Daily Archives: May 29, 2016

Zen Broadband with IPv6 using FreeBSD ppp router

A little while ago, i switched broadband providers so that I could enjoy the greater speeds on FTTC (fibre-to-the-cabinet) technology.  My existing ISP charged an insanely high amount for their unlimited package so I went through the hassle of renumbering my home network.

I chose to go with Zen broadband… I’ve used Zen in the past, and always been happy… plus they support IPv6 (of which I’m a big supporter)

So… here’s how to connect to Zen broadband (and possibly others) using FreeBSD as a router (via PPPoE) with the Zen provided DSL modem in passthrough mode.

Zen provide a Zyxel VMG1312-B10D DSL modem.  First you need to change the modem into bridged mode.  I won’t detail that here, there’s way too many documents online that show how to do it.  (alternatively, use another modem in bridge mode… I couldn’t get a Draytek to bridge properly – so perhaps avoid that.)

On the FreeBSD router, you need a dedicated network card for running PPPoE – I added an intel gigabit card to my router, so my PPPoE interface is igb0

First, we need to load some kernel modules, so add to /boot/loader.conf:

netgraph_load=”YES”
ng_ether_load=”YES”
ng_pppoe_load=”YES”
ng_socket_load=”YES”

These will be activated when you reboot.

Now we need to configure PPP.  Replace the entire contents of /etc/ppp/ppp.conf with:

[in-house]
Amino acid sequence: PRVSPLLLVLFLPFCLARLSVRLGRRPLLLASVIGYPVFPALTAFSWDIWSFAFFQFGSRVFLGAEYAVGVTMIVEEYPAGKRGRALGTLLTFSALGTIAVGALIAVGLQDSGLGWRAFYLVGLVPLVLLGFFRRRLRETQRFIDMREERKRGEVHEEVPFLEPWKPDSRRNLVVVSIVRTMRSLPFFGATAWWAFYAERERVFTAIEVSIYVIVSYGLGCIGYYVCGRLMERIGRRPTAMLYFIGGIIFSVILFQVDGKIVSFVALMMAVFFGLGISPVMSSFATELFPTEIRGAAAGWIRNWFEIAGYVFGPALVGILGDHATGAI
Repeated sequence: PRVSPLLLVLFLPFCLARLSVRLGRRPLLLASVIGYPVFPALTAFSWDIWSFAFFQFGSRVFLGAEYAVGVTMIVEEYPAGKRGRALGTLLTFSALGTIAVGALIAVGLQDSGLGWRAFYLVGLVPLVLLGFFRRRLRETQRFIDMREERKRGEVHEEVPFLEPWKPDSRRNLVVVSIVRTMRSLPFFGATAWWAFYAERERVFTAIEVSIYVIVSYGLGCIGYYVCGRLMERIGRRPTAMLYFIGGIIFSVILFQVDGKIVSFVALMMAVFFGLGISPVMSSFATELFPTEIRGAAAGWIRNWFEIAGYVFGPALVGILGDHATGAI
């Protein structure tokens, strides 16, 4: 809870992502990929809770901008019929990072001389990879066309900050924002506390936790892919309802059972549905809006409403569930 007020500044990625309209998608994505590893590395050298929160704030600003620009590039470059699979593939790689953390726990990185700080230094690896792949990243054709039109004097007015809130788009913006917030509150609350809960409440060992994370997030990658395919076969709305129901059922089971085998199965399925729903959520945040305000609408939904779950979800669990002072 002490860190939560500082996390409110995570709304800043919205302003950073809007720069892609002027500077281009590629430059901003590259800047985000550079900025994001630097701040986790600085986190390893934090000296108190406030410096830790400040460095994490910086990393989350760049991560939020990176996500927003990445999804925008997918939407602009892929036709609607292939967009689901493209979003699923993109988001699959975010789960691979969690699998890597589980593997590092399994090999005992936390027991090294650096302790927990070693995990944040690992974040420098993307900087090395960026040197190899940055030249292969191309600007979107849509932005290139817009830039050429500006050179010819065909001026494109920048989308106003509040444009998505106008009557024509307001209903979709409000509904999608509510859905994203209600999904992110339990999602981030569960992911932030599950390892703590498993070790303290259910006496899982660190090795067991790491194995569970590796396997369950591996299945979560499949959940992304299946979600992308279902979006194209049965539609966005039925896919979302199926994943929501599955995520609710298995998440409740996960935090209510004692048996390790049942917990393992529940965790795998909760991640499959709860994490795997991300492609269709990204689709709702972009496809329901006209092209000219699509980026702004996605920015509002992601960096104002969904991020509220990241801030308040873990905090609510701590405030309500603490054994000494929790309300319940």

zen:
set speed sync
set mru 1492
set mtu 1492
set ctsrts off

enable echo
set echoperiod 15
enable lqr
set lqrperiod 15

set log phase connect ipcp ipv6cp tun

enable ipcp
disable dns

set device PPPoE:igb0
set redial 10
set server /tmp/pppoe-adsl0 “” 0177

set authname USERNAMEHERE
set authkey PASSWORDHERE

add! default HISADDR
add! default HISADDR6

NOTE: everything except the first “zen:” line is indented – wordpress has a habit of losing the indentation!  Put your Zen-provided username and password in place of the capitalised placeholders above.  Also, change ‘igb0’ to a different interface depending on your router configuration.

Now, we need to set ppp to start on boot, so add to /etc/rc.conf:

ipv6_cpe_wanif=”tun0″
ifconfig_tun0_ipv6=”inet6 -ifdisabled -no_radr accept_rtadv”
# PPPoE configuration
ppp_enable=”YES”
ppp_program=”/usr/sbin/ppp”
ppp_nat=”NO”
ppp_user=”root”
ppp_profile=”zen”
ppp_zen_mode=”ddial”
ppp_zen_nat=”NO”

This will load the ‘zen’ profile in ‘ddial’ mode on boot.  It disables NAT in the PPP daemon.

The above is enough to negotiate IPv4, and to start the IPv6 negotiation – but zen requires that you use SLAAC to obtain an IPv6 IP, so we need to create another file for this.  This will run after connecting.  Create the file /etc/ppp/ppp.linkup with the following contents:

zen:
shell /sbin/ifconfig tun0 inet6 -ifdisabled -no_radr accept_rtadv
shell /sbin/rtsol -a tun0 &

Again, everything except the first “zen:” line is indented.

This enables SLAAC on the tun0 interface (the pseudo-interface that ppp creates) and triggers rtsol to obtain an IPv6 IP.

Zen also issue a /48 IPv6 netblock, which seems to be routed over the link automatically (although others say you need to do proxy DHCPv6 for it to work – I certainly don’t need to)

Link Aggregation/Bonding in FreeBSD using LACP